Saturday, June 5, 2010

Saturday Throwback: Keeping Cool for Cheap - My Wet, Hot New Yorkian Summer

Every Saturday, we post a piece from CHG's archives. Today, it's one of Jaime's articles from June 2008, which we think you'll find pretty timely. (*wipes sweat from brow*)

I am currently sitting at my desk in a t-shirt and shorts that I just thoroughly wet down with the spray bottle that was once meant for disciplining my cats. The new kitten never pays attention to being sprayed anyway, but I've repurposed the spray bottle because right now, New York City is getting into its third day of a 90 degrees-plus heat wave, and I, wussiest girl about heat ever, am trying to go sans AC.

It's not that I don't have an air conditioner. I have two, actually – one in my bedroom, one in my living room, both still in the windows from last summer. But this year I'm trying to use them just as fans (or, in the case of the one with a broken knob, as, um, decoration?). Just as eating frugally and healthfully often go together, so do helping the environment and my bank account. This is my first full summer in this apartment (my first summer living without roommates, too), and I don't know how much air conditioners jack up my electric bill, but I don't really want to find out.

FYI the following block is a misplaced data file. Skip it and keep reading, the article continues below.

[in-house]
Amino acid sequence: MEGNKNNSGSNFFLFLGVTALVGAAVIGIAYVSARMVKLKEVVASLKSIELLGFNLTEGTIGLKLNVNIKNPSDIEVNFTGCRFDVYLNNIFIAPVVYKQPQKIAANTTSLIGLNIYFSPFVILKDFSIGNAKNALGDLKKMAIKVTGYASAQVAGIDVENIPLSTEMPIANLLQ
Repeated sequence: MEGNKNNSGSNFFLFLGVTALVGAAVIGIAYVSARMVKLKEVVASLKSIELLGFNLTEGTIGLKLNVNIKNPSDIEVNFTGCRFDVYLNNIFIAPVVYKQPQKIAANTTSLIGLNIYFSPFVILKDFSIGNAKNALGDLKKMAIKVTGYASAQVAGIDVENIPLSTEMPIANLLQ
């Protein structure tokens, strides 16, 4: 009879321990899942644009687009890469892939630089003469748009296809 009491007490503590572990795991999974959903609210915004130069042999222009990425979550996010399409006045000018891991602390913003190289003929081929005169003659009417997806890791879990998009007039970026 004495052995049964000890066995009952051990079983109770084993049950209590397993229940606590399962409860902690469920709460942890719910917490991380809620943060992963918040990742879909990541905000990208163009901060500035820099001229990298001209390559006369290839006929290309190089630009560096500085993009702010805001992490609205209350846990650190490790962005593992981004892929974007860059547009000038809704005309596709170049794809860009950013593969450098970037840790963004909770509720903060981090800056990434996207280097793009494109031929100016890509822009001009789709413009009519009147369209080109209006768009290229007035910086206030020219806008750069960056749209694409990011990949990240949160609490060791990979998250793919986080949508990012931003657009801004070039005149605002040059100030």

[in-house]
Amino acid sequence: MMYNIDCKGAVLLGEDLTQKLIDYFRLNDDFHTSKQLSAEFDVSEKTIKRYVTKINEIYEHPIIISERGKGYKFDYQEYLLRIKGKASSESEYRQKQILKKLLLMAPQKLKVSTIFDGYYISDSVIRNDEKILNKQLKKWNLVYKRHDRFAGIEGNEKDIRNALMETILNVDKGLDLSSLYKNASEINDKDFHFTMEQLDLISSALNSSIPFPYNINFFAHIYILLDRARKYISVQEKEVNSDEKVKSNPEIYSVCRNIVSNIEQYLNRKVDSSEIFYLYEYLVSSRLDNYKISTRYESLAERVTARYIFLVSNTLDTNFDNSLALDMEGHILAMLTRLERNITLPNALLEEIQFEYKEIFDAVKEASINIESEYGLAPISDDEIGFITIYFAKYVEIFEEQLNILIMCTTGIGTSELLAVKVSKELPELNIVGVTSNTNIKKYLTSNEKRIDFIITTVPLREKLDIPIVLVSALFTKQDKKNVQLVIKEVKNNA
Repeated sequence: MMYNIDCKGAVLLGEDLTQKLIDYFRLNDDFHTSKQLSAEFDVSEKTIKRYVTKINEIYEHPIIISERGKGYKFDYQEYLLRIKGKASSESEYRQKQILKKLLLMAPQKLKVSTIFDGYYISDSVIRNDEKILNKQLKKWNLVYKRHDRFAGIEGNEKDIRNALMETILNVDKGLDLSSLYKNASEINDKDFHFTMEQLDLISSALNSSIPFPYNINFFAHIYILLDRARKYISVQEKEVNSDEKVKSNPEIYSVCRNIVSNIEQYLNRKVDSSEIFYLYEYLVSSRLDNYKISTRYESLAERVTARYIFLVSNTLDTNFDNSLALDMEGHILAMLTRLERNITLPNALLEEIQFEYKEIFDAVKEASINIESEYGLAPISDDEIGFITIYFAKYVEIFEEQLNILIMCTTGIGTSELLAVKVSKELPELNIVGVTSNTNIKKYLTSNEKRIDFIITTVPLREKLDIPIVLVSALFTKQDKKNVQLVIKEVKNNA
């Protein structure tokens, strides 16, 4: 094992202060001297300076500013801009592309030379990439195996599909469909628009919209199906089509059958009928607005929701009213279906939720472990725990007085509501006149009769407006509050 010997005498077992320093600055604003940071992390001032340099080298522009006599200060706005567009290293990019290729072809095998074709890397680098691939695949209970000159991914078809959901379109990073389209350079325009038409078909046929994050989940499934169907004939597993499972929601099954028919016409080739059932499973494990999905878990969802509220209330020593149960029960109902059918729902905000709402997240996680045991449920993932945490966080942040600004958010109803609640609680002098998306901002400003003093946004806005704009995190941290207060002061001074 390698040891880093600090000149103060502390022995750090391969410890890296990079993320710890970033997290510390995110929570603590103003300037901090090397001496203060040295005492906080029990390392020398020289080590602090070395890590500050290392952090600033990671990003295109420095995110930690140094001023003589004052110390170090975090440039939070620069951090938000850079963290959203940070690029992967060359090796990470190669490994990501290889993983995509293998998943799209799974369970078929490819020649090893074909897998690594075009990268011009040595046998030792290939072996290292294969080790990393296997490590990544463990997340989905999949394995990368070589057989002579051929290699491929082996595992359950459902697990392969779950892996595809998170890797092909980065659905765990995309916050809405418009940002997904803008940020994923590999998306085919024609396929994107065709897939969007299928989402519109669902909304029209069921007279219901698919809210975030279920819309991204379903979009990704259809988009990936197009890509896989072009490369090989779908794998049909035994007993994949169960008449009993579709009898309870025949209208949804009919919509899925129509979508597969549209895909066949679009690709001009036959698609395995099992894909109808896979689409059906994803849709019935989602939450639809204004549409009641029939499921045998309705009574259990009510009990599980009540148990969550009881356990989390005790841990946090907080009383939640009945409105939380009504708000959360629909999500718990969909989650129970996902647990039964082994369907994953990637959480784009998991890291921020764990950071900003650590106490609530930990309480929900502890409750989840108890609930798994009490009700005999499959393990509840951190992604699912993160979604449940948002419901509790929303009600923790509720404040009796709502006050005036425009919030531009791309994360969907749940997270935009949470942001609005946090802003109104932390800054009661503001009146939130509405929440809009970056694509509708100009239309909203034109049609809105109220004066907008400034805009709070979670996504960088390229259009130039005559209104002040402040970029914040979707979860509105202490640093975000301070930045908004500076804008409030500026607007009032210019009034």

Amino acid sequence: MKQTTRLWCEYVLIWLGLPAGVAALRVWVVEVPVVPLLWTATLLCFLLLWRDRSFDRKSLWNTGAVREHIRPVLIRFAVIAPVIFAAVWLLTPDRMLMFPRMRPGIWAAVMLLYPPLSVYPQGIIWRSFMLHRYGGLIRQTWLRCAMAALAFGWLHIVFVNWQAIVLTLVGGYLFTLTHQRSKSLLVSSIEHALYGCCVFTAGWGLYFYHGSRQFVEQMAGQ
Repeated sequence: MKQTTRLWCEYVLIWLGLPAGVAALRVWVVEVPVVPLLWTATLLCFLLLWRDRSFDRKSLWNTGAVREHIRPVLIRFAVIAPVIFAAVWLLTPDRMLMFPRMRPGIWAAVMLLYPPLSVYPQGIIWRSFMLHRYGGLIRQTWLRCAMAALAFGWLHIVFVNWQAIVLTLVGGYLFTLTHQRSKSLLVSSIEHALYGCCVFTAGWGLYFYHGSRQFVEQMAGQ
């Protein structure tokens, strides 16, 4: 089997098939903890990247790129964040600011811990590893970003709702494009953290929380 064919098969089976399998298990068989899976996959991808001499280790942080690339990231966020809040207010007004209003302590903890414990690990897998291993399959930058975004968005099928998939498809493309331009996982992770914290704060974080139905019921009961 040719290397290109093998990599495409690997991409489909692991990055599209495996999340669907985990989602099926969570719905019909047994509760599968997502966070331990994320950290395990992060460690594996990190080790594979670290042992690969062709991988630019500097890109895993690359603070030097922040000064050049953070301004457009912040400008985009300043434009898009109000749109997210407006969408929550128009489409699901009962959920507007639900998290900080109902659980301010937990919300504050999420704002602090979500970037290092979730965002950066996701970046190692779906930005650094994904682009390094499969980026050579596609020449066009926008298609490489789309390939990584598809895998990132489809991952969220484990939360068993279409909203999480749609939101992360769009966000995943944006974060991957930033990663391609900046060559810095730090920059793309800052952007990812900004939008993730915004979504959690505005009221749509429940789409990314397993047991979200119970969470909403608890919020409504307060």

Jumping in with this sudden early-June heat wave is kinda great – if I can make it through this, what's August? (Answer: a torturous, muggy hell.) Two days in, it's remarkable what a spray bottle and a little determination can do. Rather than thinking Oh my *god* it's so hot I want to *die* it's Hm, I should drink some more water and I wonder if my laundry's ready yet. And mostly – This is just how the weather is. No Impact Man is a big inspiration, and bigger complainers than I have survived AC-less summers – y'know, every person to live before, say, 1950 – and just thinking differently seems to help. So does keeping my clothing perpetually damp.

Aside from my private, very un-titillating wet t-shirt contest (it's me versus the cats, so I win!), the internet gave me a few pointers towards living an AC-less life:

During the day, close your windows and curtains. This keeps the hot air out, and prevents the sun from baking your apartment like a greenhouse. Opaque curtains are really best, especially if they have a white side facing out, to reflect away the sunlight. I have sheer curtains in my bedroom, but I also have a spare set of purple sheets. Guess where those sheets are now hanging!

At night, open your windows to let the cool air in. Turn on fans to bring the air inside.

Open windows/doors on different sides of the room to allow for cross-ventilation. (If your floorplan allows. And then, I am also jealous.) You can set a fan in one window blowing air *out* - this will draw air in through the window/door on the other side of the room, creating a nice breeze.

Eliminate unnecessary heat. Don't use your oven; turn off your computer; turn off lights, or replace with fluorescents. (Environmental, too! And cheaper electric bills when the lights are on!)

Drink lots of water. You feel less hot if you're properly hydrated. Avoid ice-cold beverages – though they feel soothing, they stop your body from acclimating to the heat. (If you're really brave, try warm or hot tea. Some folks swear by it.)